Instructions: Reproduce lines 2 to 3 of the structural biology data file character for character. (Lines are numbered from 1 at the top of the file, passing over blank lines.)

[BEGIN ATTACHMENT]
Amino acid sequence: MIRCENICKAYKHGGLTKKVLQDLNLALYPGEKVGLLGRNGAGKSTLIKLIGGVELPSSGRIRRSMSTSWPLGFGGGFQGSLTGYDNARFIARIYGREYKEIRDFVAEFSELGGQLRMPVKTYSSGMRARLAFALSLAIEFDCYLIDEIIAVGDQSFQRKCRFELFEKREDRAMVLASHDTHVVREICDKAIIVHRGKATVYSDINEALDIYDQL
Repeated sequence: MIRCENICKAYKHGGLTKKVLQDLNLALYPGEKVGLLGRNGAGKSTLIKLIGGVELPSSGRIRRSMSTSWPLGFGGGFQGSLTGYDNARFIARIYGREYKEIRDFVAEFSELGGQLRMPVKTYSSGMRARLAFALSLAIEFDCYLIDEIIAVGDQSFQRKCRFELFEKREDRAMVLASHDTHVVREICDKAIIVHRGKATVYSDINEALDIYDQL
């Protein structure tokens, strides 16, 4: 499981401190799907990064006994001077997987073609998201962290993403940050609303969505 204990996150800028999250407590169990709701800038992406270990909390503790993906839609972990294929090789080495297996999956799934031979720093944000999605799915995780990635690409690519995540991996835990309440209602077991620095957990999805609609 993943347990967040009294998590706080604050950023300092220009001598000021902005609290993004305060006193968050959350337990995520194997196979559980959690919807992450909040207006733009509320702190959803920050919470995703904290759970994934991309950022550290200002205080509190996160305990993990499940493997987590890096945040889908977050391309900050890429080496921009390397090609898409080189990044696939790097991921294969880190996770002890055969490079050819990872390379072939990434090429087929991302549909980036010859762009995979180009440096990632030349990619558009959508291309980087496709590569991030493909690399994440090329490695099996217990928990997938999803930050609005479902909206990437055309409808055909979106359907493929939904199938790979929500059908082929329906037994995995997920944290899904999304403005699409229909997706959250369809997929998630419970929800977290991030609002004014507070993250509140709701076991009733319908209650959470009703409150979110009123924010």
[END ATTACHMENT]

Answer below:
Repeated sequence: MIRCENICKAYKHGGLTKKVLQDLNLALYPGEKVGLLGRNGAGKSTLIKLIGGVELPSSGRIRRSMSTSWPLGFGGGFQGSLTGYDNARFIARIYGREYKEIRDFVAEFSELGGQLRMPVKTYSSGMRARLAFALSLAIEFDCYLIDEIIAVGDQSFQRKCRFELFEKREDRAMVLASHDTHVVREICDKAIIVHRGKATVYSDINEALDIYDQL
């Protein structure tokens, strides 16, 4: 499981401190799907990064006994001077997987073609998201962290993403940050609303969505 204990996150800028999250407590169990709701800038992406270990909390503790993906839609972990294929090789080495297996999956799934031979720093944000999605799915995780990635690409690519995540991996835990309440209602077991620095957990999805609609 993943347990967040009294998590706080604050950023300092220009001598000021902005609290993004305060006193968050959350337990995520194997196979559980959690919807992450909040207006733009509320702190959803920050919470995703904290759970994934991309950022550290200002205080509190996160305990993990499940493997987590890096945040889908977050391309900050890429080496921009390397090609898409080189990044696939790097991921294969880190996770002890055969490079050819990872390379072939990434090429087929991302549909980036010859762009995979180009440096990632030349990619558009959508291309980087496709590569991030493909690399994440090329490695099996217990928990997938999803930050609005479902909206990437055309409808055909979106359907493929939904199938790979929500059908082929329906037994995995997920944290899904999304403005699409229909997706959250369809997929998630419970929800977290991030609002004014507070993250509140709701076991009733319908209650959470009703409150979110009123924010």